Originally posted 2005-12-04 23:22:11. Republished by Blog Post Promoter
Facing a revolt by its famously faithful fans, The Grateful Dead backed away on Thursday from a move to block “Deadheads” from downloading the jam band’s concert recordings for free.
The San Francisco Bay-based band had asked an independently run Web site to stop making thousands of the group’s recordings available for free download.
Yeah, hippies have their limits, but when do we hear about them?
[W]ith the 1995 death of lead singer and guitarist Jerry Garcia, band members no longer keep up such an active tour schedule, making the Internet an important source of revenue.
Oh, that’s when — when the gelt is on the table. How can the Grateful Dead band members possibly not have “enough” money by now? Well, rock stars only tell everyone else how much dirty lucre is too much — they have no moral limits, themselves, on either earning it or spending it. But we digress:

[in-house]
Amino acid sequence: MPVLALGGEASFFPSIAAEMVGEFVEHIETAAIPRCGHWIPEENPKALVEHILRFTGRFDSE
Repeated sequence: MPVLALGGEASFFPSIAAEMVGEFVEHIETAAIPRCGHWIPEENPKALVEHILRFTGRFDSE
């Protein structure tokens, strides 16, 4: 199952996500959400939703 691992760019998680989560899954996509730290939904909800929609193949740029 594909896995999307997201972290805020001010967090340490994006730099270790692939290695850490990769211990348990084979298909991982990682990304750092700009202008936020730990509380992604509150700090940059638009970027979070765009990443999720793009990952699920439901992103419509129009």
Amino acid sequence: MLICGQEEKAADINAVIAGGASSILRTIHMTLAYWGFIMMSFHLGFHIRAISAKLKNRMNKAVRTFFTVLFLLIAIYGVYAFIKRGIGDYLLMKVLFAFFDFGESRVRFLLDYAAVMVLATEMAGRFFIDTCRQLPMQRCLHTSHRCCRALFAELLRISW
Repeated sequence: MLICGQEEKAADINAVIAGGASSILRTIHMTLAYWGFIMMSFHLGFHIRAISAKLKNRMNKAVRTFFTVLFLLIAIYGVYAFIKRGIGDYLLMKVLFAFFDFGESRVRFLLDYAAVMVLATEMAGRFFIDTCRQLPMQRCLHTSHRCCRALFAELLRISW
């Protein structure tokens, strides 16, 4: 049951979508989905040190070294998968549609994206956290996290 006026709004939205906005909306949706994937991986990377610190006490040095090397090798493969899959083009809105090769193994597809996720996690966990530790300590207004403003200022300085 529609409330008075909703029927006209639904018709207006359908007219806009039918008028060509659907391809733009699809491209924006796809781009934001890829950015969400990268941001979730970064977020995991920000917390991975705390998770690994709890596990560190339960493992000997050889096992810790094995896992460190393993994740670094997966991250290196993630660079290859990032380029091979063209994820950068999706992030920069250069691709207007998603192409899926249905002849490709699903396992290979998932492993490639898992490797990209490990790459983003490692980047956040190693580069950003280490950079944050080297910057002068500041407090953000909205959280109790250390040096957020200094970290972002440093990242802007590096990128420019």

But the founder and director of the Web site (www.archive.org), Brewster Kahle, said in an online posting on Thursday that bootleg audience copies of the band’s concerts had been restored for free downloading.
Yes, hippies have their limits. Thing is their spawn don’t. They never do:
“It appears doing the right things for the fans has given way to greed,” the fan petition said.
Bass player Phil Lesh posted an apologetic message on his own Web site saying he did not know the band had asked operators of the site to take down the recordings.
“I do feel that the music is the Grateful Dead’s legacy and I hope that one way or another all of it is available for those who want it,” Lesh wrote.
Grateful Dead spokesman Dennis McNally said a major concern for the band was that trading music over the Internet did not create the same sense of community as trading tapes in person.
Heh-heh. Yeah, that’s it. Community, baby. Don’t bogart that community.